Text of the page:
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I'm a partner at Greylock, former CEO of Mozilla, founder of Reactivity, dad, husband & nerd, among other things.

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    Zero-Sum Markets

    It’s no secret to anyone I’ve talked with in the past year or two that mobile computing — smartphones & tablets — are what I’m pretty obsessed with, like a lot of folks lately. The technology shift feels to me fundamental and transformational — in lots and lots of ways, both good and bad, we’re in the middle of reinventing the ways we interact with each other, and the ways that we lead our lives. As I’ve said before, it turns out that carrying around tiny, always-on, always-connected computers changes a lot of things.

    But at a board meeting last week, someone put up a slide that really emphasized what’s happening. It said this:

    MInutes in North America and Europe spent in the browser on “traditional computers” is growing at a rate of 1.6% a year. (from IDC forecasts June 2012.)

    1.6%.

    For a technology that’s changed the world as much as the web has, and has gotten to 2 billion people in under 20 years, that’s an incredible statement. Growth has stopped. People will spend about as much time on the “desktop web” next year as they did this year — and actually maybe less per person, since population is growing. And as we know from history, flat is a precursor to down. And then way down.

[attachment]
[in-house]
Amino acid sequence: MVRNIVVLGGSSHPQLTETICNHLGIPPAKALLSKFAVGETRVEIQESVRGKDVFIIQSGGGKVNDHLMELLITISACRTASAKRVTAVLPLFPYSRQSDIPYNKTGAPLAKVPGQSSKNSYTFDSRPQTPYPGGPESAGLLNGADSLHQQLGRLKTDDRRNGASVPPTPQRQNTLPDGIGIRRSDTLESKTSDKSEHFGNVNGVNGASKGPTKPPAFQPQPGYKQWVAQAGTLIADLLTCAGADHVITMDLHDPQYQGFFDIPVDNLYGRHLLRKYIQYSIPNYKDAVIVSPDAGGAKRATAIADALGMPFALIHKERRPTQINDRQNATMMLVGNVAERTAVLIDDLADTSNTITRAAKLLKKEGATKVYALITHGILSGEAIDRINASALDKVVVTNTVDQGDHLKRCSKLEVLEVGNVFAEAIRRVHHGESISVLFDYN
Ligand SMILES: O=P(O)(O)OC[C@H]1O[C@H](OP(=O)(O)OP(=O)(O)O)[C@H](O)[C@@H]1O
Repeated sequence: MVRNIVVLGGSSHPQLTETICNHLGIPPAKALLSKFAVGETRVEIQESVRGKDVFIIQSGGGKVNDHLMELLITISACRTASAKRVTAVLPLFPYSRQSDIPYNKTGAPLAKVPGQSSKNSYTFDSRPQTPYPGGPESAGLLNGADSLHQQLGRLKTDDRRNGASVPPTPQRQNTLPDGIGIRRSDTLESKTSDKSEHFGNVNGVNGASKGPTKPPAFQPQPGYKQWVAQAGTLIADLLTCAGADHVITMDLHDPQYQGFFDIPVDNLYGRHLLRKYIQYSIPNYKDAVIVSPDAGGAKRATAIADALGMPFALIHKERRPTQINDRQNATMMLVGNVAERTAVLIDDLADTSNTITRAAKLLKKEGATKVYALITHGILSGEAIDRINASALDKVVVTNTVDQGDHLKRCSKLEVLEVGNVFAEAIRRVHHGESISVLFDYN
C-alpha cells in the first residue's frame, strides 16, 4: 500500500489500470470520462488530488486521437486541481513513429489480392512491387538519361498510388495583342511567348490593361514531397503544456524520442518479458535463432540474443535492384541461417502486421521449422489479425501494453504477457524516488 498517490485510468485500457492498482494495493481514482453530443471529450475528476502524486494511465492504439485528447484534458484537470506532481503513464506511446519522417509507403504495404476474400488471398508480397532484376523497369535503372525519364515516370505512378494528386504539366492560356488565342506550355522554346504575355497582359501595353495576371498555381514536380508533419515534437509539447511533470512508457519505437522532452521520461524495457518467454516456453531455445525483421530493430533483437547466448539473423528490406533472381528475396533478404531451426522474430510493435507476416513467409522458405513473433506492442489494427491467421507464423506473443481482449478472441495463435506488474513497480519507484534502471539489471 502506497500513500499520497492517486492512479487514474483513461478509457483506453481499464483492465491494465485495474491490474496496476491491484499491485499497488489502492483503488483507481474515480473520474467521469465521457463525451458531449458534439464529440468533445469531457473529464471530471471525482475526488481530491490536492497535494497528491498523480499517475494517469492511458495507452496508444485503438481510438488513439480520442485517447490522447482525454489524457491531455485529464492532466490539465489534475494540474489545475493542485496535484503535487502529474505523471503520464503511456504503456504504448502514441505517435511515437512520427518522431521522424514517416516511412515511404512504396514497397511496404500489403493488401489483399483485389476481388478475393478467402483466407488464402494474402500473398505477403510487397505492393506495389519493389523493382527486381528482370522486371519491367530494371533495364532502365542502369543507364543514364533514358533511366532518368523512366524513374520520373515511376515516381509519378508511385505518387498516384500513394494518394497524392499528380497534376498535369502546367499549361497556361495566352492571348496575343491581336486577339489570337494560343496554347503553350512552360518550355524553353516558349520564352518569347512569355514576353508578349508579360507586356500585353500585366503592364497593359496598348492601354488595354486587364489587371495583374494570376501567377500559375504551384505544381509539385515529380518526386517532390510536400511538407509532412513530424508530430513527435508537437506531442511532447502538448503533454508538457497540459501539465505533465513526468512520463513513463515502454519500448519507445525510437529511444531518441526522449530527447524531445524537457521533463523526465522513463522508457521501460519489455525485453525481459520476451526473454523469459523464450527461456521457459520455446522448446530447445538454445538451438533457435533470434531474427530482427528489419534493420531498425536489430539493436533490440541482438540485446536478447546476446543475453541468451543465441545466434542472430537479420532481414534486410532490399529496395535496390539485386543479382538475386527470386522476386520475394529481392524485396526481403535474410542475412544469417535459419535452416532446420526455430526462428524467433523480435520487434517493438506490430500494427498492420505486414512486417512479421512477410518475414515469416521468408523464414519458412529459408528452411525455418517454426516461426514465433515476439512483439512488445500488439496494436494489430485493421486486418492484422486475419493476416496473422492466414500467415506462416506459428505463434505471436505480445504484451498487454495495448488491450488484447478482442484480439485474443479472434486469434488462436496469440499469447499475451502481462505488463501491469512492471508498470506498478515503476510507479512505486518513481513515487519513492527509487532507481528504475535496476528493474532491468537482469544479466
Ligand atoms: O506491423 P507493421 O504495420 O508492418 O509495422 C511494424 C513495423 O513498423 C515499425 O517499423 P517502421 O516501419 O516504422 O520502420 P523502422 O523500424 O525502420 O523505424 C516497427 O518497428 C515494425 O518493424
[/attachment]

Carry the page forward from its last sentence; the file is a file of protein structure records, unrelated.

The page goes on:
So that’s worth paying attention to. What zero growth markets mean is that in order for you to win more, someone else has to lose more. To sell another soda, Coca Cola has to convince someone to give up a Pepsi. Adidas has to convince you to pitch your Nikes. 

    At some level, our attention has always been finite, and the game has always been to be so useful — so compelling — that people were willing to spend time on Facebook instead of watching TV. To snap a picture with Instagram rather than be on the phone. We think a lot about technology waves — our technology — taking time from the old, sclerotic ones that came before. Since the web is so (relatively) new, we don’t tend to think about it as a zero sum game, like soda or sneakers.

    But it is now. And that’s because all the growth is on mobile & tablet. The same IDC study puts mobile growth in Europe & North America at a much healthier ~30%. That’s real growth — and life in growth markets is always, always, easier and more dynamic, if a little more confusing & chaotic, than in zero-sum markets.

    Exciting times. :-)

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      Good thoughts on the impact of the web’s slowing
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